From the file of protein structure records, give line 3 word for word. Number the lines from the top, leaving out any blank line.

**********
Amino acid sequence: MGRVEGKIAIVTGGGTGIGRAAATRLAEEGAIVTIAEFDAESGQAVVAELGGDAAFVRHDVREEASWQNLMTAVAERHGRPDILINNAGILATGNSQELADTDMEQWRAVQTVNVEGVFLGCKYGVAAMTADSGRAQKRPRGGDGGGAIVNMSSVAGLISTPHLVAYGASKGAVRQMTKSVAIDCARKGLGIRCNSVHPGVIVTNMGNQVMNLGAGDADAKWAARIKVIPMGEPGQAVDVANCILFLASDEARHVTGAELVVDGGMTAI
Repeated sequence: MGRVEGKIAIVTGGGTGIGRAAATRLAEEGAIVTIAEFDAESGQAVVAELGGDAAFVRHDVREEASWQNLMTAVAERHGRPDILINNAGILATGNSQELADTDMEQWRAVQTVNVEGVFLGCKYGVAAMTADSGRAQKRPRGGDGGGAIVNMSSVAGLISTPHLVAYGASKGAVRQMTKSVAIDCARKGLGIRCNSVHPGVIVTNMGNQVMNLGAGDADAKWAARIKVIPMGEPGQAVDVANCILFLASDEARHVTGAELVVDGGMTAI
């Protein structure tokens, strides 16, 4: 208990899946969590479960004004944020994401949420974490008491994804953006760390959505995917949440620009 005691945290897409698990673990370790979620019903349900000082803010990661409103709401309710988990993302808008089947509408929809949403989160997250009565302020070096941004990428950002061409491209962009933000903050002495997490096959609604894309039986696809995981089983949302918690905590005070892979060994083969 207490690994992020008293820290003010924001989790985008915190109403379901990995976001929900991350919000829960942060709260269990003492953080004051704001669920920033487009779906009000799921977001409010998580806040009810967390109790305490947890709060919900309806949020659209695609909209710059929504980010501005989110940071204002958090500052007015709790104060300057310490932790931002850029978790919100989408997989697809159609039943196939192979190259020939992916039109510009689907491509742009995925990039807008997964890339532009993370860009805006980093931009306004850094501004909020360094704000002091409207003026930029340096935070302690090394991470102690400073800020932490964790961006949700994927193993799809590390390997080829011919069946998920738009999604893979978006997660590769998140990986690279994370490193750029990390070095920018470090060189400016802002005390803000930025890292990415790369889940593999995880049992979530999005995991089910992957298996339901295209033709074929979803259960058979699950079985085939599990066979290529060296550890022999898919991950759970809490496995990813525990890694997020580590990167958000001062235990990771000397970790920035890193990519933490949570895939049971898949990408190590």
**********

């Protein structure tokens, strides 16, 4: 208990899946969590479960004004944020994401949420974490008491994804953006760390959505995917949440620009 005691945290897409698990673990370790979620019903349900000082803010990661409103709401309710988990993302808008089947509408929809949403989160997250009565302020070096941004990428950002061409491209962009933000903050002495997490096959609604894309039986696809995981089983949302918690905590005070892979060994083969 207490690994992020008293820290003010924001989790985008915190109403379901990995976001929900991350919000829960942060709260269990003492953080004051704001669920920033487009779906009000799921977001409010998580806040009810967390109790305490947890709060919900309806949020659209695609909209710059929504980010501005989110940071204002958090500052007015709790104060300057310490932790931002850029978790919100989408997989697809159609039943196939192979190259020939992916039109510009689907491509742009995925990039807008997964890339532009993370860009805006980093931009306004850094501004909020360094704000002091409207003026930029340096935070302690090394991470102690400073800020932490964790961006949700994927193993799809590390390997080829011919069946998920738009999604893979978006997660590769998140990986690279994370490193750029990390070095920018470090060189400016802002005390803000930025890292990415790369889940593999995880049992979530999005995991089910992957298996339901295209033709074929979803259960058979699950079985085939599990066979290529060296550890022999898919991950759970809490496995990813525990890694997020580590990167958000001062235990990771000397970790920035890193990519933490949570895939049971898949990408190590």